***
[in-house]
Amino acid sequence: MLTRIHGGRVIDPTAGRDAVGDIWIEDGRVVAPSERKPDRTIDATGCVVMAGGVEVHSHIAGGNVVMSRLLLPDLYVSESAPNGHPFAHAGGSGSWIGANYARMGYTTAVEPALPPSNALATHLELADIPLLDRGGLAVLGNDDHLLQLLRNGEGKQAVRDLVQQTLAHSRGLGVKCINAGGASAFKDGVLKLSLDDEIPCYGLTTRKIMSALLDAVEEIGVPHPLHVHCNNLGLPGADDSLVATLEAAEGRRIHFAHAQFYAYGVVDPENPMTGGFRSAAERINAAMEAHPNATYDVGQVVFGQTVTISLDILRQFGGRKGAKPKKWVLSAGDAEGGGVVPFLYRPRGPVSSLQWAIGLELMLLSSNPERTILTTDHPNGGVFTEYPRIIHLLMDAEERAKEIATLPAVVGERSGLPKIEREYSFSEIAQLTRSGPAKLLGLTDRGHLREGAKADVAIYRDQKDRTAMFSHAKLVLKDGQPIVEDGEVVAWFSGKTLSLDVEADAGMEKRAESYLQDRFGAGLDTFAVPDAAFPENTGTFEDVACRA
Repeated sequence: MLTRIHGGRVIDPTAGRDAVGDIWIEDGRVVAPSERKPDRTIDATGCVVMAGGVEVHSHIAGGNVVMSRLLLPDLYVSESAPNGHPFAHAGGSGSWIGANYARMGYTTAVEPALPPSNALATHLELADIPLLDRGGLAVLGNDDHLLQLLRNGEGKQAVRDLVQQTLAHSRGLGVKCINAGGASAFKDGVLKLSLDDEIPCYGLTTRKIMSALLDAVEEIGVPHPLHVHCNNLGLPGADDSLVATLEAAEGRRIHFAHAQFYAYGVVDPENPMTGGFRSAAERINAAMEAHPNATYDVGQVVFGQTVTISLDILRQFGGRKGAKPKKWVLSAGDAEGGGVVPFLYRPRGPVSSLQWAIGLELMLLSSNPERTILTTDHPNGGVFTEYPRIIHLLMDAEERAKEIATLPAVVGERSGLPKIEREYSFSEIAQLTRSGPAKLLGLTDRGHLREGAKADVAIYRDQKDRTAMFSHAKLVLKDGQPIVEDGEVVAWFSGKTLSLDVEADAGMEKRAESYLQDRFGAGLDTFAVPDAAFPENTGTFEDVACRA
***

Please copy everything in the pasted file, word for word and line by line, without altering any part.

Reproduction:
[in-house]
Amino acid sequence: MLTRIHGGRVIDPTAGRDAVGDIWIEDGRVVAPSERKPDRTIDATGCVVMAGGVEVHSHIAGGNVVMSRLLLPDLYVSESAPNGHPFAHAGGSGSWIGANYARMGYTTAVEPALPPSNALATHLELADIPLLDRGGLAVLGNDDHLLQLLRNGEGKQAVRDLVQQTLAHSRGLGVKCINAGGASAFKDGVLKLSLDDEIPCYGLTTRKIMSALLDAVEEIGVPHPLHVHCNNLGLPGADDSLVATLEAAEGRRIHFAHAQFYAYGVVDPENPMTGGFRSAAERINAAMEAHPNATYDVGQVVFGQTVTISLDILRQFGGRKGAKPKKWVLSAGDAEGGGVVPFLYRPRGPVSSLQWAIGLELMLLSSNPERTILTTDHPNGGVFTEYPRIIHLLMDAEERAKEIATLPAVVGERSGLPKIEREYSFSEIAQLTRSGPAKLLGLTDRGHLREGAKADVAIYRDQKDRTAMFSHAKLVLKDGQPIVEDGEVVAWFSGKTLSLDVEADAGMEKRAESYLQDRFGAGLDTFAVPDAAFPENTGTFEDVACRA
Repeated sequence: MLTRIHGGRVIDPTAGRDAVGDIWIEDGRVVAPSERKPDRTIDATGCVVMAGGVEVHSHIAGGNVVMSRLLLPDLYVSESAPNGHPFAHAGGSGSWIGANYARMGYTTAVEPALPPSNALATHLELADIPLLDRGGLAVLGNDDHLLQLLRNGEGKQAVRDLVQQTLAHSRGLGVKCINAGGASAFKDGVLKLSLDDEIPCYGLTTRKIMSALLDAVEEIGVPHPLHVHCNNLGLPGADDSLVATLEAAEGRRIHFAHAQFYAYGVVDPENPMTGGFRSAAERINAAMEAHPNATYDVGQVVFGQTVTISLDILRQFGGRKGAKPKKWVLSAGDAEGGGVVPFLYRPRGPVSSLQWAIGLELMLLSSNPERTILTTDHPNGGVFTEYPRIIHLLMDAEERAKEIATLPAVVGERSGLPKIEREYSFSEIAQLTRSGPAKLLGLTDRGHLREGAKADVAIYRDQKDRTAMFSHAKLVLKDGQPIVEDGEVVAWFSGKTLSLDVEADAGMEKRAESYLQDRFGAGLDTFAVPDAAFPENTGTFEDVACRA